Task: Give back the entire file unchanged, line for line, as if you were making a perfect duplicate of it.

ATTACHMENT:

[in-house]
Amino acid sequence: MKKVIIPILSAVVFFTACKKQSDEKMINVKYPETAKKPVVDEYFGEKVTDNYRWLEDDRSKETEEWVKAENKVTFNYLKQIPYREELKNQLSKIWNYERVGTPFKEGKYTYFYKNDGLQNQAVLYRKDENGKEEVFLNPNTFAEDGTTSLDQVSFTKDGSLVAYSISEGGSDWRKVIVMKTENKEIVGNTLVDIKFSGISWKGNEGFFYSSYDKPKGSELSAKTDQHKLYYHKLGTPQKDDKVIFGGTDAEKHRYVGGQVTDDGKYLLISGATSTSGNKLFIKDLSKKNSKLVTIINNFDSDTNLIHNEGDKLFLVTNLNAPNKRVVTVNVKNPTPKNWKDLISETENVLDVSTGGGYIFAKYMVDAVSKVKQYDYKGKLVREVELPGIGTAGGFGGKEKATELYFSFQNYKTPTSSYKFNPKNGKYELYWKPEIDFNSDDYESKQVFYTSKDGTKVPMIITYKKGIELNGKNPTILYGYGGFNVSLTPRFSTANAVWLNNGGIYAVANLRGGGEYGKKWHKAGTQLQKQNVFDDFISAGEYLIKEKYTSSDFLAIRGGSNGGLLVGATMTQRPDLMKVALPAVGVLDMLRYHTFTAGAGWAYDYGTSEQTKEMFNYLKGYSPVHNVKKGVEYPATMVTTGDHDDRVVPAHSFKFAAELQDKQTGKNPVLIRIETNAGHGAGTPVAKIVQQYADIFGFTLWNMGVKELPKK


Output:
[in-house]
Amino acid sequence: MKKVIIPILSAVVFFTACKKQSDEKMINVKYPETAKKPVVDEYFGEKVTDNYRWLEDDRSKETEEWVKAENKVTFNYLKQIPYREELKNQLSKIWNYERVGTPFKEGKYTYFYKNDGLQNQAVLYRKDENGKEEVFLNPNTFAEDGTTSLDQVSFTKDGSLVAYSISEGGSDWRKVIVMKTENKEIVGNTLVDIKFSGISWKGNEGFFYSSYDKPKGSELSAKTDQHKLYYHKLGTPQKDDKVIFGGTDAEKHRYVGGQVTDDGKYLLISGATSTSGNKLFIKDLSKKNSKLVTIINNFDSDTNLIHNEGDKLFLVTNLNAPNKRVVTVNVKNPTPKNWKDLISETENVLDVSTGGGYIFAKYMVDAVSKVKQYDYKGKLVREVELPGIGTAGGFGGKEKATELYFSFQNYKTPTSSYKFNPKNGKYELYWKPEIDFNSDDYESKQVFYTSKDGTKVPMIITYKKGIELNGKNPTILYGYGGFNVSLTPRFSTANAVWLNNGGIYAVANLRGGGEYGKKWHKAGTQLQKQNVFDDFISAGEYLIKEKYTSSDFLAIRGGSNGGLLVGATMTQRPDLMKVALPAVGVLDMLRYHTFTAGAGWAYDYGTSEQTKEMFNYLKGYSPVHNVKKGVEYPATMVTTGDHDDRVVPAHSFKFAAELQDKQTGKNPVLIRIETNAGHGAGTPVAKIVQQYADIFGFTLWNMGVKELPKK